There are also other kind of decorations, as evidenced by the streets that unwinds in the northern part of Deruta: via del Mosaico (mosaic), often gilded in real gold, via del Riflesso (glare), via deiLustri (luster) – of which the innovator was the aforementioned AlpinoloMagnini – via del Raku, just to mention overseas ceramic traditions, via dell’Arabesco (arabesque), via del Raffaellesco (Raphael-style) and via dell’Engobbio (engobe), which could be associated to via del Bianchetto (whitening). The latter two are closely related techniques: the whiting is the other name of the half-majolica, and it consists in covering the object with the engobe, a layer of liquid and white clay, then to be decorated or carved. This processing was adopted when biscotto cooking was not used and tin-based enamel was too expensive. The cooking was only done once, after the object had been covered with a thin transparent layer. The presence of via dell’Argilla (clay) is relevant:it scrambles towards the still untouched hills that look behind it. It is not difficult to imagine generations of ceramists finding the raw material on the slopes of these uplands, as well as in the alluvial deposits of the great Tiber River that runs a little below.
Is there a way to make an ethical journey and in great harmony with the places: is hot air balloon.
foto di Giulio Perruzza
Balloon Adventures Italy
Balloon Adventures Italy
Balloon Adventures Italy
Balloon Adventures Italy
Peter Kollar is a Hungarian balloon pilot who has lived for a long time in New Zealand and four years ago came among the rolling hills between Bevagna and Assisi. He takes care of its passengers by involving them in a unique and totalizing experience. It all starts six o’clock in the morning, with clear weather and the moderate winds. The departure from Cantina Dionigi with a minibus service that leads to the nearby runway. The crew gets ready for the inflation operation, with industrial fans that produce the wind, we witness the rebirth of the huge orange ball that seems to wake up with the sun.
Time slowly flows
High, Swells and full of people is ready for takeoff. Light up the burners and slowly rises. At that moment you realize the magic that pervades all around, is silence, it is slow. Nature comes and embraces the enormous balloon, indicates the route heading towards Assisi, sometimes you can see Lake Trasimeno, with a sudden change of scenery and colors. Suspended, is flying over the vast expanses of wheat and then the yellow sunflowers, olive groves and grape vines. A panoramic trip that, like a flashback, back to origins. In that time the silence is the master, while the voracious glances collect everything that happens down below trying to interpret every detail. It ‘s all so slow that you forget the time that passes and, while you goes down on the first field not cultivated, identified by the pilot, you find the protagonist of that landscape Once landed, the minibus waiting and you reach the winery where you started.
A prepared Banquet
The experience continues, does not stop there. To wait, in the winery, a table full of delicious scents and flavors from the typical products of these areas and accompanied by excellent wine made right here. In the eyes again those overflown landscapes, which are in the flavors, all the earth just across. In some cases, especially in the most exclusive events, breakfast is served outdoors, in the nearby church of Madonna Pia with cloths woven by artisans of Montefalco and Deruta ceramics decorated by hand. The season from May to September it has a range of colors so rich that every trip is different, nature gives emotions and the traveler will feel part of the environment, outside the contemporary, almost like being part of an old painting.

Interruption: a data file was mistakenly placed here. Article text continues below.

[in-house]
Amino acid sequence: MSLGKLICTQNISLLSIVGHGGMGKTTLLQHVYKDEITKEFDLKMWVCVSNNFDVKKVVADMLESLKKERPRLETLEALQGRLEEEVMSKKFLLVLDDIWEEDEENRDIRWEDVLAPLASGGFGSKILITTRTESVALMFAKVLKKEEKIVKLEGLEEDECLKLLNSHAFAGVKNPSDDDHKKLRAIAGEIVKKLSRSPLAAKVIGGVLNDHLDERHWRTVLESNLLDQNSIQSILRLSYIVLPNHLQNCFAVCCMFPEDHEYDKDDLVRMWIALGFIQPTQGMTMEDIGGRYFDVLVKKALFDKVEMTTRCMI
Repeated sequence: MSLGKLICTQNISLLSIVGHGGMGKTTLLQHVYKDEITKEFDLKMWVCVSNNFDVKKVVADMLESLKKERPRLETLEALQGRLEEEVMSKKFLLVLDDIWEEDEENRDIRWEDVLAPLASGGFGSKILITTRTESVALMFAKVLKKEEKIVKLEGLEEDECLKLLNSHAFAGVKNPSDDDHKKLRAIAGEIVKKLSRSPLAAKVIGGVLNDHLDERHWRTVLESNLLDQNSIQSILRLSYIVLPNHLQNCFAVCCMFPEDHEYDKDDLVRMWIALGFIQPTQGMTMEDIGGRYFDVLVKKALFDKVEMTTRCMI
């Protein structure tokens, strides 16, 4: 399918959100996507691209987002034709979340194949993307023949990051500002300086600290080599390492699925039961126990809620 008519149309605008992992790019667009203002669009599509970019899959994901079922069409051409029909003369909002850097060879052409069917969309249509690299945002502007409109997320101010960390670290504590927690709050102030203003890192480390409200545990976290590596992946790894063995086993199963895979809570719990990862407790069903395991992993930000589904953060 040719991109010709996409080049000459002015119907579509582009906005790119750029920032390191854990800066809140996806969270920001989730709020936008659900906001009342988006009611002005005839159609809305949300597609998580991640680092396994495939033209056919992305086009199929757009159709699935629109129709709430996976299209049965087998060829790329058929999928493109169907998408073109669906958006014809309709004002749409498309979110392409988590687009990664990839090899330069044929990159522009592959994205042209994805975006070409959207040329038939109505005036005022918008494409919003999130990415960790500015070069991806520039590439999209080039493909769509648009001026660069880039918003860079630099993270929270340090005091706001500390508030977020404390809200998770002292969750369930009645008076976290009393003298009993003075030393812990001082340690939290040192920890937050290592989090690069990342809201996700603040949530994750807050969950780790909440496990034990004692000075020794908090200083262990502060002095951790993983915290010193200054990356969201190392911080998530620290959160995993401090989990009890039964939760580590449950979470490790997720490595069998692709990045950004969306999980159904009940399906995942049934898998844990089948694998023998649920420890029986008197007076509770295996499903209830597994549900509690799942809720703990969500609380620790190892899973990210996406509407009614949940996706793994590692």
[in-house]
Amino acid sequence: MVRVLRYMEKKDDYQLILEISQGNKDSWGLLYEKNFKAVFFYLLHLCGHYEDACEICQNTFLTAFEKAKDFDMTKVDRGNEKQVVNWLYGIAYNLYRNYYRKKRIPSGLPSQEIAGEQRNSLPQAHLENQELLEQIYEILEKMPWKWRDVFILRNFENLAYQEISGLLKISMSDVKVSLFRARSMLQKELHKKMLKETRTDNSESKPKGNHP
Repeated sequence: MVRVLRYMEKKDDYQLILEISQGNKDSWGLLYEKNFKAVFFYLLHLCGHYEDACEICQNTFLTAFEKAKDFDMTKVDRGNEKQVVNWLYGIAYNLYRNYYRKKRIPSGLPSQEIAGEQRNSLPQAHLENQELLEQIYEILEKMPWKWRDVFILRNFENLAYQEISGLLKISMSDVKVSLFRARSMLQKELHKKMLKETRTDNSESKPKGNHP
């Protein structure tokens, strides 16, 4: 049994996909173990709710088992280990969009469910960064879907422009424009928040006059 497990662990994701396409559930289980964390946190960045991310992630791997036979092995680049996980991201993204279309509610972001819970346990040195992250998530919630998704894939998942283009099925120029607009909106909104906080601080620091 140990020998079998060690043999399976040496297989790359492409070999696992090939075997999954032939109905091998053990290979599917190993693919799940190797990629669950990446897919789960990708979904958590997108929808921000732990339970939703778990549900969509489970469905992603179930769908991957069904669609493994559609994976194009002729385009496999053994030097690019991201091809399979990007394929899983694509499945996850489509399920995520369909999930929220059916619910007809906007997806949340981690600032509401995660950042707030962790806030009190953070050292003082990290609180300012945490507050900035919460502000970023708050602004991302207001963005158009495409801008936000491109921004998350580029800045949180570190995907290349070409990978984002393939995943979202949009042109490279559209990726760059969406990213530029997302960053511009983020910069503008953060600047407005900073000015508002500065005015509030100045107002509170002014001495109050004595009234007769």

«This publication has been created from the interest I have always had for the arts in general, in particular for painting, sculpture, architecture and photography. I have always been interested in beautiful things.»
This is how Maurizio Bigio, a graduate in Business and Economics, and a Chartered Accountant for the last 37 years, speaks of his latest enterprise “in the field of the arts”. This is not a new departure for him, as he has always been involved in the arts as a musician, having had important achievements in collaborating with major singer-songwriters of the Seventies and issuing the Rock Bigio Blues LP. He recently expanded his artistic horizons devoting himself to photography, collaborating in the creation of the new MUSA (Museum of the Academy of Fine Arts P. Vannucci of Perugia) catalogue edited by Fedora Boco and the book on Ferdinand Cesaroni edited by Luciano Giacchè.
The subject of Liberty in the Umbrian region previously had only been addressed by Professor Mario Pitzurra, when in 1995 he published Architettura e ornato urbano liberty a Perugia, a text which is now out of print and, according to the author, it was limited to the regional capital city area. It was Pitzurra himself who concluded his work with the hope that «…others will follow my example, possibly extending their study to the rest of Umbria.»
And now, twenty years on, Maurizio Bigio takes up the challenge with purpose of re-awakening interest in this XX century art movement, which has been little studied in the region.
The foreword to Il Liberty in Umbria, is written by Anton Carlo Ponti with the text edited by Federica Boco, Emanuela Cecconelli, Giuliano Macchia, Maria Luisa Martella, Elena Pottini and Mino Valeri as well as Bigio himself.
The publication is divided into sixteen chapters, encompassing the region from north to south, touching on the city of Città di Castello, Perugia, Marsciano, Deruta, Foligno, Spoleto, Terni, Allerona, Avigliano, Acquasparta and Narni.
And the author’s interest is not just in architecture, he also focuses on the decorative details in wood, wrought iron, ceramics, glass and, where possible, on the internal painted decoration inside dwellings.
An interesting chapter, edited by Elena Pottini, is devoted to liberty sculptures in the Perugia Cemetery, while Fedora Boco outlines the protagonists of this period with a small biography and related bibliography. The photographs also include Liberty design lost in time such as the Perugina shop and the internal decor of the Bar Milano. This interesting volume also includes a translation of the text in English by Eric Ingaldson.